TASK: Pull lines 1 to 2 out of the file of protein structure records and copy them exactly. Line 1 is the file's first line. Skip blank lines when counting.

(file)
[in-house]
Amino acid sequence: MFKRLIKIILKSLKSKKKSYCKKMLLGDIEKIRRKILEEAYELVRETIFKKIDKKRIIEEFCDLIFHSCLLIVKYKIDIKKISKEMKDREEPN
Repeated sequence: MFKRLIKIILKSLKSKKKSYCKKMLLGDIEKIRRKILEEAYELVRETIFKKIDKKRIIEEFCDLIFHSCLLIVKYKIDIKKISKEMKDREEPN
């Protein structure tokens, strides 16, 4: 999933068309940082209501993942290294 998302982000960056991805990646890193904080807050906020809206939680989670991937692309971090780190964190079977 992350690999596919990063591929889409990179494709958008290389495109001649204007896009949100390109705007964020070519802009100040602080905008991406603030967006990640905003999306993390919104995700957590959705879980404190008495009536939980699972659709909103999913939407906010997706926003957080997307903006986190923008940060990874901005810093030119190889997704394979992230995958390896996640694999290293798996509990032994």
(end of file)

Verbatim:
[in-house]
Amino acid sequence: MFKRLIKIILKSLKSKKKSYCKKMLLGDIEKIRRKILEEAYELVRETIFKKIDKKRIIEEFCDLIFHSCLLIVKYKIDIKKISKEMKDREEPN